Long-Term Test: Kenda Regolith Pro
When's the last time you ran a tire for a full year?
Available in 2.2 or 2.4 widths
Two casing options
26, 27.5, or 29 diameter
Great in the dry, good in the wet
Hooks up when you want, but will cut loose upon request
SCT casing light but burly
Side-knobs don’t hook up well as a front tire
TR casing rolls very easily
Packs up quickly in thick mud
Versatility is an exercise in compromise, especially when it comes to tires. Let’s be honest, most of us run different rubber front to back, dry to wet and bike to bike. Specificity is usually a very positive attribute in the tire department—a tire designed for wet riding is usually very good at riding in the wet, but probably not the best on hard, dry surfaces. Likewise, a sparsely-knobbed dry tire will fly in its ideal conditions, but will put you straight on your ass in the wet.
But what if your riding isn’t as specialized as some tires are? What if you’ve got a supremely versatile modern trail bike that you want to ride on all surfaces and conditions without swapping tires multiple times a season? Is there an all-conditions tire that can keep up with the Joneses?
The Regolith Pro arrived in my garage just over a year ago, and I haven’t been so excited to try out a tire since Tioga’s Edge 22 came out a few years ago. One might think, and Kenda does declare, of the Regolith as a mid-duty, do-it-all trail tire. Sort of a little sibling to the infamous Nevegal, the Regolith is a bump up from an XC small block and the burlier breed of tires out there meant mostly for gravity riding.
Kenda makes the tire in three different widths and two different casing options. There’s the XC/Marathon-oriented TR (Tubeless Race) casing, followed by the burlier SCT (Sidewall Casing Technology) option. Imaginative naming aside, the two casings offer a useable range of protection/strength, especially when you can get either casing in either 2.2, 2.4 or 2.6 widths. As for wheel sizes, all options are available in 27.5 or 29, and there are even three 26-inch choices.
But onto weights, the Regolith is right in line with most light-duty trail tires out there, falling in the mid-800g range depending on width/casing choices. For reference, the Maxxis Rekon posts similar weights—the Regolith 29×2.4 SCT runs 827g and the Maxxis Rekon 29 2.4 EXO+ 840g. As for the 29×2.2 TR option tested, it’ll come in at 683g, which is also fairly in line with the Rekon 29×2.2 EXO at 670g. Of course, many pure-bred XC tires will come in much lower on the scale, but after riding the Regolith, it seems like its “XC” aims are more of BCXC.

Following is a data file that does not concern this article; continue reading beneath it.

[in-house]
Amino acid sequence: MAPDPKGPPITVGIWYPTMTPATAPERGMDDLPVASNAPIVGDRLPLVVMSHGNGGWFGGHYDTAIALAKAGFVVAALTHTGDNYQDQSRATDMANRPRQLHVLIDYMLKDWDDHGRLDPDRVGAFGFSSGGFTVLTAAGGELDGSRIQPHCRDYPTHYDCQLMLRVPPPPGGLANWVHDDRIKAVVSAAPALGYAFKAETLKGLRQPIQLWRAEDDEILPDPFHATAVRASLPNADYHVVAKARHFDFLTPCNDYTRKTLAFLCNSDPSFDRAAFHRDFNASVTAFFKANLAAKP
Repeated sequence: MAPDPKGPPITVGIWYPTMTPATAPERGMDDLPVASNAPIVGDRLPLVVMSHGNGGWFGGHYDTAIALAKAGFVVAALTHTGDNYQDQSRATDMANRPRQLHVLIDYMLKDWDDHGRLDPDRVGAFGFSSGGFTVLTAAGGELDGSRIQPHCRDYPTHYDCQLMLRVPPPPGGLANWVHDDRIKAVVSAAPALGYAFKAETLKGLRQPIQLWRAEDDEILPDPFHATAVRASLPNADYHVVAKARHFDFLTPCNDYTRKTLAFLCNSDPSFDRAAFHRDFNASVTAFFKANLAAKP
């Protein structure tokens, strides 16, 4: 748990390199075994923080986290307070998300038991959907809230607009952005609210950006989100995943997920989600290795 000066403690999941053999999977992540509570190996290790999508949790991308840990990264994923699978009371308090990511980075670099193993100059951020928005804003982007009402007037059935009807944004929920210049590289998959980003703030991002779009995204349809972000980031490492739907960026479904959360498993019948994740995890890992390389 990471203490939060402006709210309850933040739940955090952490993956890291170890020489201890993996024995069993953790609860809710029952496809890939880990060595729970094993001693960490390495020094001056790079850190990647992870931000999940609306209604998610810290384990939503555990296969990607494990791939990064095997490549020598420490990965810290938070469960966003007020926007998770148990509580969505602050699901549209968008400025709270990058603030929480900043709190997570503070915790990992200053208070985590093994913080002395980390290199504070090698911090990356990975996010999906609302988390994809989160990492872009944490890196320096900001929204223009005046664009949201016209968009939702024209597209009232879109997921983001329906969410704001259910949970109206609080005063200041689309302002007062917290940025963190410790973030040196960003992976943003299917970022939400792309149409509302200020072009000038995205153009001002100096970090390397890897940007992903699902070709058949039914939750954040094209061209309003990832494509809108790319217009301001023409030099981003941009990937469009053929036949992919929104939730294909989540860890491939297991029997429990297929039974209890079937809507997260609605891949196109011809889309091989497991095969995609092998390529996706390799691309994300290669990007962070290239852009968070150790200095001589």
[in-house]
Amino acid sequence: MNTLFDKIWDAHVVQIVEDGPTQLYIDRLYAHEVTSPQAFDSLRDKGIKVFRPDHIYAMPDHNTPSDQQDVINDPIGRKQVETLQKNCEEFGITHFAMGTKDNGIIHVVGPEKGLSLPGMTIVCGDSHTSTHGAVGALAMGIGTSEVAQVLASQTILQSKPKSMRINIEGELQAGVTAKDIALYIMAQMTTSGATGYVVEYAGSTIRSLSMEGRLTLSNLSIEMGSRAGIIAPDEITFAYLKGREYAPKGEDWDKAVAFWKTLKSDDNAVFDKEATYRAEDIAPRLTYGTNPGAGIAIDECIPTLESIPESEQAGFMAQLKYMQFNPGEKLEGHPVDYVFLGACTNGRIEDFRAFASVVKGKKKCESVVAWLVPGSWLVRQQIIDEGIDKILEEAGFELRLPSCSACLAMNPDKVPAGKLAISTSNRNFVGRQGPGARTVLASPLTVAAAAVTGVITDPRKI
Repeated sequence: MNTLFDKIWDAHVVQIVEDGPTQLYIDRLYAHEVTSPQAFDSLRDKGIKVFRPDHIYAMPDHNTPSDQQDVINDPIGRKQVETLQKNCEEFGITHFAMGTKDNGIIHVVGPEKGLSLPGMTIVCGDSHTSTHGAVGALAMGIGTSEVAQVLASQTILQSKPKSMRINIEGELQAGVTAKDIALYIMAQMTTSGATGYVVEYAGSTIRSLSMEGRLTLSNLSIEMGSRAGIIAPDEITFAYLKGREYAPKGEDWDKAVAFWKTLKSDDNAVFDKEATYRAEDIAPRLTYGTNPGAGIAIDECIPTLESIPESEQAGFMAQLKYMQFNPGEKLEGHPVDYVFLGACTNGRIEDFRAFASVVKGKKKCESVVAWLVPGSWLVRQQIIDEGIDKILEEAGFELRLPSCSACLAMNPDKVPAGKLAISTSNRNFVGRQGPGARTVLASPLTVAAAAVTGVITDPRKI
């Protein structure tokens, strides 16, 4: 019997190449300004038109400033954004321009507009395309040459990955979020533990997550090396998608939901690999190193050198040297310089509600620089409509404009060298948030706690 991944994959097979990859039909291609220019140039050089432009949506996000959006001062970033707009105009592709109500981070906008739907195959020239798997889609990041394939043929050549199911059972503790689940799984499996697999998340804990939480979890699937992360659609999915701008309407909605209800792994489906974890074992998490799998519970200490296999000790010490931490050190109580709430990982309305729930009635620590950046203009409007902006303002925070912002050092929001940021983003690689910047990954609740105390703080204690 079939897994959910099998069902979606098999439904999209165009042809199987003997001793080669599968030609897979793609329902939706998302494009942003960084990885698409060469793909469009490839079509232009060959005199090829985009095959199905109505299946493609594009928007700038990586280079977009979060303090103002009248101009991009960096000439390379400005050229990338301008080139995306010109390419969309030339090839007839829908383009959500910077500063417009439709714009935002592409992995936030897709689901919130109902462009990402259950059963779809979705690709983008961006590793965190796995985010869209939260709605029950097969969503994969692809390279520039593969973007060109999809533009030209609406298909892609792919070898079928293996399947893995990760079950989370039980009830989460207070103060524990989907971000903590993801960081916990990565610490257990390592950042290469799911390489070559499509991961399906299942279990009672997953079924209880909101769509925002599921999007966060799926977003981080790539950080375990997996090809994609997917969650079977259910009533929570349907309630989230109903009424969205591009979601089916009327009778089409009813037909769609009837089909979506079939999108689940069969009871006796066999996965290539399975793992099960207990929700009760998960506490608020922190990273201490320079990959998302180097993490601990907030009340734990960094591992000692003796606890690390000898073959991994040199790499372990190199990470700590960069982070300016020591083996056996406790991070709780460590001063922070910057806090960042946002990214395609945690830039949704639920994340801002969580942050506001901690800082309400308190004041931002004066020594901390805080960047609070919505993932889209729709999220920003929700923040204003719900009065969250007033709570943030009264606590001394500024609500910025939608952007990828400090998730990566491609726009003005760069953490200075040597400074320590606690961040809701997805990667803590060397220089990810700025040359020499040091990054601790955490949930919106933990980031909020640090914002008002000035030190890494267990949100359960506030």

I spent most of the test period on the 2.4 SCT option of the Regolith, in fact, it’s been aired up since it arrived in my garage. I spent a not unreasonable amount of time on the 2.2 TR option as well aboard my hardtail. However, I think the intended use case for that version is much narrower and focusing on the 2.4 SCT will be more applicable to more riders.
Back to the topic of casings and weight, let’s talk about those metrics in the affective. The SCT casing feels fairly similar to a Maxxis EXO+ casing or even a WTB Light casing, in that it is still a fairly light-weight design (literally, look at the weight), but still provides adequate mitigation for slashes, pinch flats and casing roll. While I did feel a bit of casing roll here and there, I never burped any air and I have yet to flat either. Some of this might have to do with the softer, less rocky terrain of the PNW, but then again, it’s not as if this area lacks rough terrain.
As for the TR casing, it is very supple and accelerates quickly with its lighter weight. However, I was rarely able to get through a ride without losing air due to burping. I’ll be clear here, I think this has as much to do with my riding style and weight (230lbs) as it does with the tire casing. I have similar issues with Maxxis EXO casing and similar lightweight casings. However, the TR is geared toward the ups, not the downs, and in that regard, it performs well. I wouldn’t say the construction itself has any standout features over that of other tires, but it doesn’t have any glaring drawbacks either. That being said, I never pinch flatted or tore the 2.2 TR Regolith, even after a year of use—that’s very rare for me and lightweight casings.
Back to the SCT casing, despite being completely adequate for normal “trail” riding, it doesn’t offer the same level of protection as something like a Maxxis DD, WTB Heavy or Schwalbe Super Gravity casing. You can definitely feel that the Regolith is more supple in the sidewalls, which does lend a better trail feel (and around 200g less mass) than the heavier casings, but those heavier casings are more supportive overall. Even with its lighter feel, I don’t think the Regolith would shy away from use on bigger rigs under riders who subscribe to a more-scalpel, less-cleaver, approach to line choice.